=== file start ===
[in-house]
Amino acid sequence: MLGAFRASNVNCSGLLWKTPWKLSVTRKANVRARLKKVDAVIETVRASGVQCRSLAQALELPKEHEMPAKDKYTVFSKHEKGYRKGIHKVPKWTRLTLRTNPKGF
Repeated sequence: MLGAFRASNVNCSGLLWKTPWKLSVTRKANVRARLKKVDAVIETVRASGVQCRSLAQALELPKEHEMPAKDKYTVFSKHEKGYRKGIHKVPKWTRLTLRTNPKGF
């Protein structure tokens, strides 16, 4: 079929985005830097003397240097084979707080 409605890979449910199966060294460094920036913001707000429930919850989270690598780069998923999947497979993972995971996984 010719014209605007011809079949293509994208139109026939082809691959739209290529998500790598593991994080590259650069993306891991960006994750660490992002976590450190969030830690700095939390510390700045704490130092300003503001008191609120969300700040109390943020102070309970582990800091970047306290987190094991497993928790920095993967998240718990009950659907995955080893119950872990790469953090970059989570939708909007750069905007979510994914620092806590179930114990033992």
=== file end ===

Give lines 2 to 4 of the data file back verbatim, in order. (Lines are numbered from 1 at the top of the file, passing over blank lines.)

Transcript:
Amino acid sequence: MLGAFRASNVNCSGLLWKTPWKLSVTRKANVRARLKKVDAVIETVRASGVQCRSLAQALELPKEHEMPAKDKYTVFSKHEKGYRKGIHKVPKWTRLTLRTNPKGF
Repeated sequence: MLGAFRASNVNCSGLLWKTPWKLSVTRKANVRARLKKVDAVIETVRASGVQCRSLAQALELPKEHEMPAKDKYTVFSKHEKGYRKGIHKVPKWTRLTLRTNPKGF
């Protein structure tokens, strides 16, 4: 079929985005830097003397240097084979707080 409605890979449910199966060294460094920036913001707000429930919850989270690598780069998923999947497979993972995971996984 010719014209605007011809079949293509994208139109026939082809691959739209290529998500790598593991994080590259650069993306891991960006994750660490992002976590450190969030830690700095939390510390700045704490130092300003503001008191609120969300700040109390943020102070309970582990800091970047306290987190094991497993928790920095993967998240718990009950659907995955080893119950872990790469953090970059989570939708909007750069905007979510994914620092806590179930114990033992």